Ah, Sunday. Where the vast majority of my Twitter feed seems to want to sit around and read/watch/talk about telly. So in lieu of anything else new here, I thought I’d point you towards a load of articles and videos other people have done instead.
First off, we have some brilliant analysis of Robot Wars by Christopher Wickham. Fancy learning about a robot which was renamed between the BBC Choice showing, and its BBC Two repeat? Or what about a rigged trial round? Or, indeed, a rigged Grand Final? Or a bunch of other obscure trivia about the show? Most of the CONTROVERSIAL BITS discussed have associated YouTube links, and I highly recommend you don’t rush through them – sit back and watch the fights in full alongside the articles. It’s worth it. Even when it’s difficult to nail down exactly what happened, some of those fights look very strange indeed in the final edit.
Out of all of the above, perhaps the thing which blows my mind the most is the existence of Robot Wars Revealed – a 1998 BBC Choice behind-the-scenes spin-off series. It being the early days of digital television, hardly anyone saw it – and seemingly only one episode is in general circulation. It’s incredible how easily things can slip away; even programmes made in the last 20 years. What programmes are you watching now that in 2037 you’ll think “Oh, I wish I could see that again”, and be unable to?
The odd things which happen when I ask damn fool questions on Twitter:
Anyone know what the story is behind the opening of this It'll Be Alright on the Night from 1993? https://t.co/ldOdRpygdt
— mumoss (@mumoss) June 26, 2017
Nobody seems to know the full story on that one. But it did set @superwonderstar off on an investigation of an entirely different episode of It’ll Be Alright on the Night… and this rather wonderful article was the result. And the final sentence of that piece is what I always think when I’m deep in a messy pile of digital entrails.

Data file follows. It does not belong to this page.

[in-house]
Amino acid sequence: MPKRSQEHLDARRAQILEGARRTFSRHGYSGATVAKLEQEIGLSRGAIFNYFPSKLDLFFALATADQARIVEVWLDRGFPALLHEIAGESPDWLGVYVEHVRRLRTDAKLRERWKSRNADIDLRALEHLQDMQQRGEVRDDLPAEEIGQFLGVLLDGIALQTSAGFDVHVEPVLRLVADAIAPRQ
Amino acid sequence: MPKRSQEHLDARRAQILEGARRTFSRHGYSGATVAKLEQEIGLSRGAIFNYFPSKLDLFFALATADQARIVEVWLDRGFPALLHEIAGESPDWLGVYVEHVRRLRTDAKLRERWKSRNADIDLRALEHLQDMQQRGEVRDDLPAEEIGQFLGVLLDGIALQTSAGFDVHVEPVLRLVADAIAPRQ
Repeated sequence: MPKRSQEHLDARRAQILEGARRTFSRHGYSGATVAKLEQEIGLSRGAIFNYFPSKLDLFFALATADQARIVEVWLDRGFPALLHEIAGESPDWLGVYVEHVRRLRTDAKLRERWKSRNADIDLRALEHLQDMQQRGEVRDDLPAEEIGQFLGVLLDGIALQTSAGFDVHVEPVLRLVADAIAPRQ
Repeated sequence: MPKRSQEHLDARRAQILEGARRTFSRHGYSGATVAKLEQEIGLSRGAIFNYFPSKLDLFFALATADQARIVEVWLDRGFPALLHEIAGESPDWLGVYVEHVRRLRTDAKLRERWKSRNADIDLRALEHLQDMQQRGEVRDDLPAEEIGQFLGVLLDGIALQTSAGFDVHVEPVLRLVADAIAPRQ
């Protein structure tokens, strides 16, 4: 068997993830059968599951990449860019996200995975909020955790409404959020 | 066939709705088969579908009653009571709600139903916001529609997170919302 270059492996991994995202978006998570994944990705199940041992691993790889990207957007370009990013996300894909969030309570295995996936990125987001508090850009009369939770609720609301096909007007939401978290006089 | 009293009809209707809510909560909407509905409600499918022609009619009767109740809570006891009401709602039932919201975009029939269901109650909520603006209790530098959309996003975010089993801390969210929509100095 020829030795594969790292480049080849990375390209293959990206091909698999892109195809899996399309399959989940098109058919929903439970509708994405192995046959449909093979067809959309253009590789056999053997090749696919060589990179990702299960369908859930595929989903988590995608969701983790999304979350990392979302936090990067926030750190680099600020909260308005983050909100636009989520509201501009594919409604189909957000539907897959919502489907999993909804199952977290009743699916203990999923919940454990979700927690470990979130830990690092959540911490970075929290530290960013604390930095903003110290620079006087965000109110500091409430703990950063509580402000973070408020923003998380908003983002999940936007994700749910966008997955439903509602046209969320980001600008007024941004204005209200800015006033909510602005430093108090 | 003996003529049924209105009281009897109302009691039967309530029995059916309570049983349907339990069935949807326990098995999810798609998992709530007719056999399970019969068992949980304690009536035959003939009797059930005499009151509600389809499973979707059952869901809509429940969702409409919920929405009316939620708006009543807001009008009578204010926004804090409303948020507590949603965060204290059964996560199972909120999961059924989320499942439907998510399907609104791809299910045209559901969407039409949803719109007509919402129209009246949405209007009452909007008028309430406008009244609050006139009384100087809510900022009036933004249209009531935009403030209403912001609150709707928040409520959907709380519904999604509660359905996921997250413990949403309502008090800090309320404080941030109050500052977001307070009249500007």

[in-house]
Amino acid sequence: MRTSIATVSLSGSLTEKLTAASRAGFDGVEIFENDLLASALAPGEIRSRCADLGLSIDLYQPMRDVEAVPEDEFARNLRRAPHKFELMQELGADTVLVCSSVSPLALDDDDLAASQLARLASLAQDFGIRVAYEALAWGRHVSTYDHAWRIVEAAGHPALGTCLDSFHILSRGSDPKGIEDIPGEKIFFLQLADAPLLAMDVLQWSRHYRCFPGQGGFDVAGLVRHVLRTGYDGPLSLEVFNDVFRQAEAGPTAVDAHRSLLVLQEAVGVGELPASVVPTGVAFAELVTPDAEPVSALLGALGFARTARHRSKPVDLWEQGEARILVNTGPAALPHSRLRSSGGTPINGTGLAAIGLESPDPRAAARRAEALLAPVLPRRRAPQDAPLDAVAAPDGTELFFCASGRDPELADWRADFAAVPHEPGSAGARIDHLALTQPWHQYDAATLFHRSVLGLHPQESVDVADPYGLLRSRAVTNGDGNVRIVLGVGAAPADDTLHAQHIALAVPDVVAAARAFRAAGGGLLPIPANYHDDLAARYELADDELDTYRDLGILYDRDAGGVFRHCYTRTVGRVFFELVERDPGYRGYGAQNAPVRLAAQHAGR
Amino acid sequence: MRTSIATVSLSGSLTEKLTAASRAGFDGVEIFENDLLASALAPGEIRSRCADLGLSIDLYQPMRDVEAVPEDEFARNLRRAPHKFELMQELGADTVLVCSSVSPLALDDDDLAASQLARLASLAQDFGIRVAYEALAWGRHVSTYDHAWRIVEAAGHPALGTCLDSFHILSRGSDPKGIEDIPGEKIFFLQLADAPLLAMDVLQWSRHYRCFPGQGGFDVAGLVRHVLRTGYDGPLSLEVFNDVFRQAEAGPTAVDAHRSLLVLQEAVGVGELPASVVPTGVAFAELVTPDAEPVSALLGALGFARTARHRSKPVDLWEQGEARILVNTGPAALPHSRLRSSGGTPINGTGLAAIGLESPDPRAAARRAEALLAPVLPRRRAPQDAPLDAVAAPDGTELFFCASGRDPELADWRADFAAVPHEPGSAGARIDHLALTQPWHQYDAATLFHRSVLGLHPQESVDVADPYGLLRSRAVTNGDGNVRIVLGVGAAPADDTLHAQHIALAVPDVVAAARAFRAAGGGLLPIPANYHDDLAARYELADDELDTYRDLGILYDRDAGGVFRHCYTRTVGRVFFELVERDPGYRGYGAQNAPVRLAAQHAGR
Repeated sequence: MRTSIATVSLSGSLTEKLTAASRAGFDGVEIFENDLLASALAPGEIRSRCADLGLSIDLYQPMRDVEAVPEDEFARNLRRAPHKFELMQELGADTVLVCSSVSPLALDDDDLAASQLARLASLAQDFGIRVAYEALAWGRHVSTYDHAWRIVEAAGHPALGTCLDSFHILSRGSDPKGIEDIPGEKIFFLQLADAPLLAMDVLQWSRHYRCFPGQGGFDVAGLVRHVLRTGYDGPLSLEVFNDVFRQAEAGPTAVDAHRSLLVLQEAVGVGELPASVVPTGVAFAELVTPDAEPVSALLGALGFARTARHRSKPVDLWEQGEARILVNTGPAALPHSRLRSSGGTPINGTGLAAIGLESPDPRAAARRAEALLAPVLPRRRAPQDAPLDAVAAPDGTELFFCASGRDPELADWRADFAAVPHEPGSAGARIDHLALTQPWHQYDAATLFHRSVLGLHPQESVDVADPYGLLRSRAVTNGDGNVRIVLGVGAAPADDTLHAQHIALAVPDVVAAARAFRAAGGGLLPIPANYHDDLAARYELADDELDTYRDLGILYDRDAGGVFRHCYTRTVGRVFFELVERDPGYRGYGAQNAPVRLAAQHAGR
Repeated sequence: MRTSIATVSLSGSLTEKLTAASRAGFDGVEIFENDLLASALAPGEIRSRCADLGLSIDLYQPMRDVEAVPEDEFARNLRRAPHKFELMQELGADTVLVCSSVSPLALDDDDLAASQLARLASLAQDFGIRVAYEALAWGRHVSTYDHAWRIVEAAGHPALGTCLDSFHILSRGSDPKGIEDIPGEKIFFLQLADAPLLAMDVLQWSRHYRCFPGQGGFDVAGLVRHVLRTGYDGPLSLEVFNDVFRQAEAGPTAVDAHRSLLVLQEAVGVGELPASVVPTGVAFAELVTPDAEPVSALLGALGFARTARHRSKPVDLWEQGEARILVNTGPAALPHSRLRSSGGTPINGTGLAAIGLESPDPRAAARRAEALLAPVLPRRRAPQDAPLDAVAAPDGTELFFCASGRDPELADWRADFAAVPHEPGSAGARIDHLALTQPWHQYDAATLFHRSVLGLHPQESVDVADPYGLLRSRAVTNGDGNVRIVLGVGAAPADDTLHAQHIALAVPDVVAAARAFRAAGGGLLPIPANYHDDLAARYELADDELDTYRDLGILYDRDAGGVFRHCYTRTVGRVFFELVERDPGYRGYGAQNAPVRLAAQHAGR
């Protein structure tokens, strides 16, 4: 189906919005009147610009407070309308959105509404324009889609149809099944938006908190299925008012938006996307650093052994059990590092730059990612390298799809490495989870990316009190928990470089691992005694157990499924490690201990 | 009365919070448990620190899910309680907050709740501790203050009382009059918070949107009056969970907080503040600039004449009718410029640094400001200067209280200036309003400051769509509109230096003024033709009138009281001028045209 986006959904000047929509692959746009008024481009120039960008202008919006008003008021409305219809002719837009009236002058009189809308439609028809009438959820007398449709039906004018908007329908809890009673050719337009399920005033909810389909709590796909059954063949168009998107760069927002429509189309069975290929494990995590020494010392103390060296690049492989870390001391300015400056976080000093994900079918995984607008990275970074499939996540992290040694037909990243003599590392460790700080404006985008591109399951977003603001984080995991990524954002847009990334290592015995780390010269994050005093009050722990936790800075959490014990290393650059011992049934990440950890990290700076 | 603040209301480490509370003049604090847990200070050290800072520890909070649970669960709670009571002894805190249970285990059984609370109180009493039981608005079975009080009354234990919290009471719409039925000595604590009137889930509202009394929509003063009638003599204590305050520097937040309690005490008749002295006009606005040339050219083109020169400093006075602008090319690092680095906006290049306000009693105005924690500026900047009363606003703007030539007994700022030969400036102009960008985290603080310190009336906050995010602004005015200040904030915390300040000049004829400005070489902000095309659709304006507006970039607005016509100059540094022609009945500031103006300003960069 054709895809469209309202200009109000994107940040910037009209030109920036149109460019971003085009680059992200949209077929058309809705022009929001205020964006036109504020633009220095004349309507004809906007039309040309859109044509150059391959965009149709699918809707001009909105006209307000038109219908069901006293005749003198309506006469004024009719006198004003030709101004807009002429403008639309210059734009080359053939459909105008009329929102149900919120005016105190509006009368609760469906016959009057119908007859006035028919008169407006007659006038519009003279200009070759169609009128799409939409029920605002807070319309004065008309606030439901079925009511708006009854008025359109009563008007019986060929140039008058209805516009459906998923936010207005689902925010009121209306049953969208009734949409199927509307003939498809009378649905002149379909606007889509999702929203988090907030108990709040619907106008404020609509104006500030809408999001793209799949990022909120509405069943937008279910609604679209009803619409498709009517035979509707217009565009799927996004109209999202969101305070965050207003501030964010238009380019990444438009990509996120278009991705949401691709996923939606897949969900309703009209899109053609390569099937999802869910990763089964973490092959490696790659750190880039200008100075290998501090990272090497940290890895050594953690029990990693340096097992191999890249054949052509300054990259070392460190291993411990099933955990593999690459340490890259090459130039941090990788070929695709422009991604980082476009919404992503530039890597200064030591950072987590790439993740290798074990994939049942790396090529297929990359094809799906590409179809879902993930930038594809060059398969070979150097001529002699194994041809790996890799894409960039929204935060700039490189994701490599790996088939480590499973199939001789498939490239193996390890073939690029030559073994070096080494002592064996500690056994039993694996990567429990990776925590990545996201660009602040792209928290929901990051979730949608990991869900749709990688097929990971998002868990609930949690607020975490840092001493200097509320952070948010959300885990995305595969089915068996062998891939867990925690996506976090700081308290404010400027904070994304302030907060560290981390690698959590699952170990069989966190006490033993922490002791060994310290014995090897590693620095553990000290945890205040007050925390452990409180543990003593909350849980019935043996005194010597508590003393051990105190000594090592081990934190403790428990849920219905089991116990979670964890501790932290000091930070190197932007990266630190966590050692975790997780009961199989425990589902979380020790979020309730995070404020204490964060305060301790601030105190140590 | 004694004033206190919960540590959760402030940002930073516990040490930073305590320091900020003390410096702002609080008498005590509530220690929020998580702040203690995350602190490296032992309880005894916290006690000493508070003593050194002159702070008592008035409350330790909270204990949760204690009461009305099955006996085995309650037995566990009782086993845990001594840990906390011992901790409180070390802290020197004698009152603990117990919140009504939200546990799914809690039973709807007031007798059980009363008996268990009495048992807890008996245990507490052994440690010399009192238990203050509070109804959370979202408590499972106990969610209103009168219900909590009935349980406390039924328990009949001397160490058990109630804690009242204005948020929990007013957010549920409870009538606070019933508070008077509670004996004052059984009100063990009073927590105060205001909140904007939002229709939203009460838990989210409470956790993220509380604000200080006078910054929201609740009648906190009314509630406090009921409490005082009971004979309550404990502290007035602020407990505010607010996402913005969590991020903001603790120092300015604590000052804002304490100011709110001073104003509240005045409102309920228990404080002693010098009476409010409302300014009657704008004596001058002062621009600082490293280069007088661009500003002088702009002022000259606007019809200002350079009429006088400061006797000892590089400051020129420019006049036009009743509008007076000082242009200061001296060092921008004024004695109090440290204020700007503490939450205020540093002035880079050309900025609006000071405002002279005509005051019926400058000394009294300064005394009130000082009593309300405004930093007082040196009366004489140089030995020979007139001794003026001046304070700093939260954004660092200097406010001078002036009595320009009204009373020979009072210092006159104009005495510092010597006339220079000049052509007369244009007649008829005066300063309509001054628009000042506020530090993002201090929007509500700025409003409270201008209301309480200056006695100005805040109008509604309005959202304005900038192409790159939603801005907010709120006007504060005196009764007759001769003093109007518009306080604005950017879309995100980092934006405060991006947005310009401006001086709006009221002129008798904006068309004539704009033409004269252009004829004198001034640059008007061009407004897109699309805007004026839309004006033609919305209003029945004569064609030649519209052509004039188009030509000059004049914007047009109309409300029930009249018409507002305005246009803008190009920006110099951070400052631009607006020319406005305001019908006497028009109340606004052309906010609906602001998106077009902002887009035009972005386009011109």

(Note to self: next time I do a proper edit comparison on two different versions of a TV programme, stick them both in Final Cut Pro instead of just manually running them in parallel. Those comparison edit videos are far better than me awkwardly trying to explain what’s different.)
Let’s stick with both me asking damn fool questions on Twitter, and interesting points from @superwonderstar. And particularly: the end credits of Bob Says Opportunity Knocks, as seen 46’53” into the below video.1
Those credits could have been entirely straightforward: animated nonsense in the background, a credit roll on top, job done. But instead, we get the beautiful sequence above: the animated objects moving over, through, and behind the credits, using a complex series of layers for the graphics. All done in 1988. It’s absolutely bloody gorgeous.
It could have been a simple roll over background graphics but *they didn't settle for that* and I think that's why I like it.
— The Industrious Ant (@superwonderstar) July 19, 2017
Oh, speaking of which…
Recently, I was struck by the following YouTube video from 1994 – some BBC1 continuity, leading into an episode of Carrott’s Commercial Breakdown.
Firstly, as pointed out by @htwcentral, interactions between different people in trailers just doesn’t happen any more, which is a shame, because it’s loads of fun. (Just imagine a trail for tonight on BBC One: Ellie Harrison talking about Countryfile, Gabby Logan with the Athletics, an in-character snippet from Poldark, and Manish Bhasin pointing ahead to Match of the Day.) But it’s the titles to Commercial Breakdown I want to discuss: and particularly, the moment at 2’05”.
After a title sequence with a man in a bathroom taking the piss out of adverts – fun, but normal enough – we cut to a shot of that same bathroom… and Jasper Carrott wanders onto it. Yes, they’ve taken the normal-sized set for the bathroom, and built a huge-scale replica of it. There’s even a fucking huge bath, with fucking water in it. It’s completely unexpected, and it’s completely brilliant.
Why the hell even do it?
I have an answer: showmanship. There was no need to do it, but they did it anyway, because it was massively fun to do. And I miss that kind of thing from a lot of TV these days. Whether it’s a lack of imagination, lack of budget, or lack of people allowing productions do fun things, moments like that are few and far between on entertainment shows at the moment. From a certain angle, this kind of thing is entirely unimportant… and yet is also everything I love about television. That cut is a joyous, joyous thing. Strip that set away, and you can do exactly the same programme, but it’d be a hell of a lot less entertaining.
You can boil down TV to the essentials, and not lose anything… but actually, lose everything.
Oh, you also want something actually written by me, as opposed to linking to other people’s articles and YouTube vids? Well, you can have this examination of the ad break placings in Red Dwarf XI if you like, freshly published this morning.
You’ll be fucking sorry.